Cradles & Labels Awards 2020
In time-honoured fashion, we are delighted to announce the Cradles & Labels Awards for 2020 (and what a year it's been). Here we recognise the highlights (and occasional lowlights) from the exhibitions we managed to see in person. There are some notable omissions, alas, since some shows ended prematurely or never opened at all, and there were others that we wished to see but were denied the opportunity to do so. We salute everyone who worked so hard in such trying circumstances to keep their exhibition programmes alive.
Most Child-Friendly Exhibition
We continue to get the distinct feeling that most exhibitions aren't designed with younger visitors in mind. A notable exception to this rule was The Havering Hoard: A Bronze Age Mystery at the Museum of London Docklands. The exhibits were laid out simply yet effectively, and the interactives were often pitched at a child's level, both physically and intellectually, but without being condescending. We reviewed the show here.
One museum always stands out, in our opinion, for the beauty of its exhibition design: the V&A. Every exhibition we have seen there in recent times has been designed in such a way that the objects and visitors alike are allowed to breathe. Kimono: Kyoto to Catwalk was this year's standout in this respect. Subtle yet imaginative. We reviewed the show here.
Most Poignant Storyline
The rape and trial of Artemisia Gentileschi, as described in this manuscript on display at the National Gallery in London. We reviewed the show here.
Best Video Installation
Jennifer Steinkamp's computerised animation, Blind Eye, 1 , in Among the Trees at the Hayward Gallery in London. All the installations in this show, which we reviewed here, were exceptional in their concept and execution. Special mention should also be given to the captivating footage of the Mars Rover at the Design Museum earlier in the year.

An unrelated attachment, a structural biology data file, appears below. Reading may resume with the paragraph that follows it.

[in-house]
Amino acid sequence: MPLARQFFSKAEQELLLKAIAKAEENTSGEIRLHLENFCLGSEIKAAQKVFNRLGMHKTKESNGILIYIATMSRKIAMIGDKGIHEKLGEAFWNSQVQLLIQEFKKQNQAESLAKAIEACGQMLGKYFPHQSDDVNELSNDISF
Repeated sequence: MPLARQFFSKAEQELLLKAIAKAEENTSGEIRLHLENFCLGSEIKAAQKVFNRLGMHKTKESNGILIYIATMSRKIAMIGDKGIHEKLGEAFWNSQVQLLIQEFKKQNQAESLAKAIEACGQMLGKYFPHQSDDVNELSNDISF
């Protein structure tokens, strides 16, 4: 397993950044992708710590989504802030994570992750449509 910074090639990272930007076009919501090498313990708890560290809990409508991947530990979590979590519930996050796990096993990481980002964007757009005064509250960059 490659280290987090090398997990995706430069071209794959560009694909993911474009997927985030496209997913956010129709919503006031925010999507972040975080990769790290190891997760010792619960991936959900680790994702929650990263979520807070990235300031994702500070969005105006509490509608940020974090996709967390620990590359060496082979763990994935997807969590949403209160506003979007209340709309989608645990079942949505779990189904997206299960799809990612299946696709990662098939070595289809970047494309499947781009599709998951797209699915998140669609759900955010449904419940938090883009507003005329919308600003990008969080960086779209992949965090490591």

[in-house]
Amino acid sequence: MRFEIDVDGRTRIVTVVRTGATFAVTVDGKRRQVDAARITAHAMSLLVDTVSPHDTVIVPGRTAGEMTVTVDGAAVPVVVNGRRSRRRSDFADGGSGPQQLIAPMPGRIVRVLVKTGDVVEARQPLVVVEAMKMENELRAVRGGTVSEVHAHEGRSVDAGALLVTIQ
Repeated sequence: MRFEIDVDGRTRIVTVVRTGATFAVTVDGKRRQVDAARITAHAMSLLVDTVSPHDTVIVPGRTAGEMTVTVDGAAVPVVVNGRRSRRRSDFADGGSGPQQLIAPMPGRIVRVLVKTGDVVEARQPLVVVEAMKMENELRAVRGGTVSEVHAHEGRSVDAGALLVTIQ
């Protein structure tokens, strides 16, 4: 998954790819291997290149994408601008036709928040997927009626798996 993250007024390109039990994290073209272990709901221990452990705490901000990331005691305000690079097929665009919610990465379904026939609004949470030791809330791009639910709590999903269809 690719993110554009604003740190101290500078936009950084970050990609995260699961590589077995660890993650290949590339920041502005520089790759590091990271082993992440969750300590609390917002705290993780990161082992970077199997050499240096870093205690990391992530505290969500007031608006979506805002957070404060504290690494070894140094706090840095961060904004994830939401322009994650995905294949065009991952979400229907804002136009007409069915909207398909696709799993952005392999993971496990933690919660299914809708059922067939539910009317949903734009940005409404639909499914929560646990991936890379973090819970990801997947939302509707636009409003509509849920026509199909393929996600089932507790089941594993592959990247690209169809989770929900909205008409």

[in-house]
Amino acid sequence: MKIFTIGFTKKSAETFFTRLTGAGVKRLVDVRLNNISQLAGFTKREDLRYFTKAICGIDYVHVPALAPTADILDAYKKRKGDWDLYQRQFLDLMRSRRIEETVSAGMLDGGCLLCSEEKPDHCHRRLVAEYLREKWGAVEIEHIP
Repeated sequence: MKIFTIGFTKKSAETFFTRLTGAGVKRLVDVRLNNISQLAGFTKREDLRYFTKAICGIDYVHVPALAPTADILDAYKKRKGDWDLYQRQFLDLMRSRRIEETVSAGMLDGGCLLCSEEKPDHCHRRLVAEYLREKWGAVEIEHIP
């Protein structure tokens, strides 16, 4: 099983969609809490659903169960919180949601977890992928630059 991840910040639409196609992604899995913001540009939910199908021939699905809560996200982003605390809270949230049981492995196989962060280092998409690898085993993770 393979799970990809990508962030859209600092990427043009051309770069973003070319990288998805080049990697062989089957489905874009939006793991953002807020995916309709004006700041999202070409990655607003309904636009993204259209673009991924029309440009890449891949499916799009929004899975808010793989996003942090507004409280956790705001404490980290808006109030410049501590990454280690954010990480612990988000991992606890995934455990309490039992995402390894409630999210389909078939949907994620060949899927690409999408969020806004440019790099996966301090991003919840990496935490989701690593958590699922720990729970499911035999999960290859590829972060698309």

Worst Social Distancing
Was it just us, but wasn't the Tate's desire to cram in as many visitors as possible just a little unsettling? It made our visits more uncomfortable than they should have been.
Best Use of Space
Anish Kapoor at Houghton Hall in Norfolk. Half this exhibition was staged indoors, the rest in the grounds of Houghton Hall. A truly memorable experience. We reviewed the show here.
Most Fun Object
Nervous Trees in Krištof Kintera: The End of Fun! at the Ikon Gallery in Birmingham. Nothing could quite prepare you for these alien lifeforms, with fibreglass bodies and globes for heads, rattling across the floor. We reviewed the show here.
On occasion we declined to buy the catalogues written to accompany some exhibitions, on the grounds that they were over-priced or written with a specialist audience in mind. The publication for Forgotten Masters: Indian Painting for the East India Company at the Wallace Collection in London was a notable exception, meticulously written and edited, and stunningly illustrated. We reviewed the show here.
Practically all the exhibitions at the Royal Academy in London, with the exception of the Summer (Winter) show. Gauguin and the Impressionists? Wait for it, no Gauguin until the final room. Tracey Emin versus Edvard Munch? Uninspiring (by far the best Emin was in the Bags show at the V&A). Picasso and Paper? Paper-thin, as our review describes. Gormley was the RA's last great exhibition.
Most Emotional Punch
Portraying Pregnancy: From Holbein to Social Media at the Foundling Museum in London. This may not have been high on everyone's list as an essential visit, but the subject matter and the juxtaposition of key exhibits was a stunning combination. We reviewed the show here.
Most Significant Moment
The removal of the statue of Robert Milligan from outside the Museum of London Docklands. This may have been overshadowed by events in Bristol and elsewhere, but the speed and dignity with which the monument was taken down was a model lesson for other communities. We discussed Milligan's statue here.
Among the Trees at the Hayward Gallery in London. As we wrote in our review, this was 'one of the most impressive shows we have seen for a long, long time, by turns soothing and provocative'. Entering the exhibition from the outside world was itself a moment of bliss, even if some of the exhibits (such as Steve McQueen's Lynching Tree) were shocking. An exhibition for our times.